The Centre on Wednesday refused to accept the alternative model of Goods and Services Tax, mooted by state GST panel head Asim Dasgupta and a couple of BJP-ruled states.
"We have regretted our ability to accept either the suggestion of Madhya Pradesh, Gujarat or chairman of empowered committee because they do not, in our opinion, allow the essential features of GST to operate," Revenue Secretary Sunil Mitra told reporters on the sidelines of a Confederation of Indian Industry seminar.
As the Centre tried to build consensus on its proposal on constitution amendment bill, required for the rollout of GST, and even floated revised draft to please states, some states came out with alternative model that would not require the amendment of constitution.
"We will not take it forward without constitution amendment," Mitra said.
The alternative model suggested by Dasgupta, who represents West Bengal in the empowered committee of state finance ministers, moots that states be allowed to impose service tax without constitutional amendment.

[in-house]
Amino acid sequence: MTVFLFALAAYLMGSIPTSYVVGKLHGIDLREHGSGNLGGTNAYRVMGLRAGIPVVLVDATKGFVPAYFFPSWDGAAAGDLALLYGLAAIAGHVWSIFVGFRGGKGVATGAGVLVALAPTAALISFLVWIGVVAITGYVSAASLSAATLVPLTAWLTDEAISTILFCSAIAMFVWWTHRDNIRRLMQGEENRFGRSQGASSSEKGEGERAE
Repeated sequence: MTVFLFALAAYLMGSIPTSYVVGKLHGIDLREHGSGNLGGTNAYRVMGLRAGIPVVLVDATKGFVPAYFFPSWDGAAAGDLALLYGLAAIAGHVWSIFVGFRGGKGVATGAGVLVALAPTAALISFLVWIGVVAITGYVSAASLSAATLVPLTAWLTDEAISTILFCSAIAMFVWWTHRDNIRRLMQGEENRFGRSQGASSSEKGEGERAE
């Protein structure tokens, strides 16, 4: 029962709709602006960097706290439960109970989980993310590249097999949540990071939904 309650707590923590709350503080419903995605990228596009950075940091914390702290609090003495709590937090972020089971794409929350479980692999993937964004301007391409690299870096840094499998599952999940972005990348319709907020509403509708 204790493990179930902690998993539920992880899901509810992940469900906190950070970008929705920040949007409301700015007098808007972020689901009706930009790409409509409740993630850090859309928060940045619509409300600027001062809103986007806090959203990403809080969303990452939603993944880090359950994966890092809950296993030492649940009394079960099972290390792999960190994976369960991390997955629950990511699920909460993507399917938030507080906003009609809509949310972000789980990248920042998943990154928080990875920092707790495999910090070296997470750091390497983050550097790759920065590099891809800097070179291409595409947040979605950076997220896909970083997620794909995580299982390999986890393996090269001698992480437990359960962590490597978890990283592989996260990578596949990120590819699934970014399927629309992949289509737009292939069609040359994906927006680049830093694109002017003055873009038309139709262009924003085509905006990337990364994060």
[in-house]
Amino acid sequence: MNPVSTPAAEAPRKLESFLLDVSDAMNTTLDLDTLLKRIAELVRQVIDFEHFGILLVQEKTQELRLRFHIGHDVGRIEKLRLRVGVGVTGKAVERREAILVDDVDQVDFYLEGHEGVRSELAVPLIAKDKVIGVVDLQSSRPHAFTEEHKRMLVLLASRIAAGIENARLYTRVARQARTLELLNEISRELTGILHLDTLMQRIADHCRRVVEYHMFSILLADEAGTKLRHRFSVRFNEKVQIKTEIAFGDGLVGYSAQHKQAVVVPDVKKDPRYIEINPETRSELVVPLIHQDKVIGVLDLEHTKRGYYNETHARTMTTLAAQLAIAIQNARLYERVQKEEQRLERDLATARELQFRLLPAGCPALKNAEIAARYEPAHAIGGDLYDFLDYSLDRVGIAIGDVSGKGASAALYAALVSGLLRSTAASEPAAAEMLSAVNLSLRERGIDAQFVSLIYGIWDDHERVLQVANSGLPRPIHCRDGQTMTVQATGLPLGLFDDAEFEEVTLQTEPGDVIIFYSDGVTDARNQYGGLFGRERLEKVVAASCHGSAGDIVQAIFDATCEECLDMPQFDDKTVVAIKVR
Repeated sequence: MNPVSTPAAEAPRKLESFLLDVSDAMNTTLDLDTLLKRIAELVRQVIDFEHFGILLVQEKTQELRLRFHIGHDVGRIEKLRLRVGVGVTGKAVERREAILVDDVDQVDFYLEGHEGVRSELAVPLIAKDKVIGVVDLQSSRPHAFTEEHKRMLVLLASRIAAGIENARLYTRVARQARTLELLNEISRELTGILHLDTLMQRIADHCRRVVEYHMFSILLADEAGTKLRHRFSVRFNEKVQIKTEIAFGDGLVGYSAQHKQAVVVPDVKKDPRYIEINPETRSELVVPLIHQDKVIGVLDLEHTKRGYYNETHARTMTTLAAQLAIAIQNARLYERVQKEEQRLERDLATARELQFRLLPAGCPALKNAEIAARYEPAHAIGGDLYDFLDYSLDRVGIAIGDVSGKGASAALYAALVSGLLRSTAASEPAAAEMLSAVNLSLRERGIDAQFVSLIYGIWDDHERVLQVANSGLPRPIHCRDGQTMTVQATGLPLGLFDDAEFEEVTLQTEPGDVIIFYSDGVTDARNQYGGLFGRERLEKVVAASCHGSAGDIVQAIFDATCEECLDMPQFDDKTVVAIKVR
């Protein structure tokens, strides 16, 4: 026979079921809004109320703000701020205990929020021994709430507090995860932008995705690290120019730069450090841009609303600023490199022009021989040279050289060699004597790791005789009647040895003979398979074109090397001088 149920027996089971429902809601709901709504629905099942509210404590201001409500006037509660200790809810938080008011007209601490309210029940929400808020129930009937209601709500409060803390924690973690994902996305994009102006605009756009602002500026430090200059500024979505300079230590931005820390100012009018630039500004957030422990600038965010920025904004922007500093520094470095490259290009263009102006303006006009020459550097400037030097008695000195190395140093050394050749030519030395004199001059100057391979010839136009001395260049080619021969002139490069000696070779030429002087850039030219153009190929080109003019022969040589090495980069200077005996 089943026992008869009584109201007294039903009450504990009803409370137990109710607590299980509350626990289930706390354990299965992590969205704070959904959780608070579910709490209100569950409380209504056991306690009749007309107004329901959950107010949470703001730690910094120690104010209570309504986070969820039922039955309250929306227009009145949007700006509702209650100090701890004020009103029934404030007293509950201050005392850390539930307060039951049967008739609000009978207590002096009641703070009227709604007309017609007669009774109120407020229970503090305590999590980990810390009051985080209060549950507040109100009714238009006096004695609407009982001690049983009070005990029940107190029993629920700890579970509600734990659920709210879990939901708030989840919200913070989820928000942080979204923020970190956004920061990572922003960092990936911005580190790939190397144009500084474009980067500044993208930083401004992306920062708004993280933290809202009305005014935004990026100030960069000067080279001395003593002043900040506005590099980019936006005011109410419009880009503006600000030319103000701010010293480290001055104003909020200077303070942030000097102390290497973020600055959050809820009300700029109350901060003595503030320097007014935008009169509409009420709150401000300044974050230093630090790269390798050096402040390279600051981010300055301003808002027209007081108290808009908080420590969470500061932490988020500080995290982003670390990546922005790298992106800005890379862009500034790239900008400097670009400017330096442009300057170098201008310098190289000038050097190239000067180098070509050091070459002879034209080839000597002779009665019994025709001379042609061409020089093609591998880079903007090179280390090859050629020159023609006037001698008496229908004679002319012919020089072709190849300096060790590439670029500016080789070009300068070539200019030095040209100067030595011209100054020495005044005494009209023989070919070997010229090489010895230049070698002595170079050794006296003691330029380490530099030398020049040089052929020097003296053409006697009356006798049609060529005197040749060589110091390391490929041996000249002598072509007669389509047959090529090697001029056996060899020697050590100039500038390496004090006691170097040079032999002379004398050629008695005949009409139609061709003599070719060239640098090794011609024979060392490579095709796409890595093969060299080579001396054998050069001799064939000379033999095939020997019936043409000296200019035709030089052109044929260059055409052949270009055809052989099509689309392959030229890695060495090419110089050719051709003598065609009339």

Apprehending encroachment on fiscal autonomy of states by the Centre's proposal on constitution amendment bill, Madhya Pradesh Finance Minister Raghavji also proposed that the states be allowed to impose service tax without the amendment.
Gujarat also came out with alternative model on GST. The Centre has so far floated two drafts on constitution amendment Bill.
The draft had proposed that changes in GST could be brought about by two-third majority in the council.
To assuage states, the Centre came out with another draft, which says that changes in GST could only be made when there is complete consensus in the GST council.
This draft is also opposed by the BJP-ruled states, besides Uttar Pradesh and Tamil Nadu. Finance Minister Pranab Mukherjee suggested that the Centre would come out with another draft.
Asked about this, Mitra said states have not given their views on the second draft so far. Mitra said if consensus emerges on the bill at Empowered Committee's meeting in Goa next month, the legislation could be tabled in the winter session of Parliament.
"Only then, I can take the legislation to winter session and though it will be a setback by a few months it can become operative from mid-next year," he said.
The roll-out of GST has already missed a deadline of April 1, 2010 and the next slated date of the start of next fiscal is also not set to be met.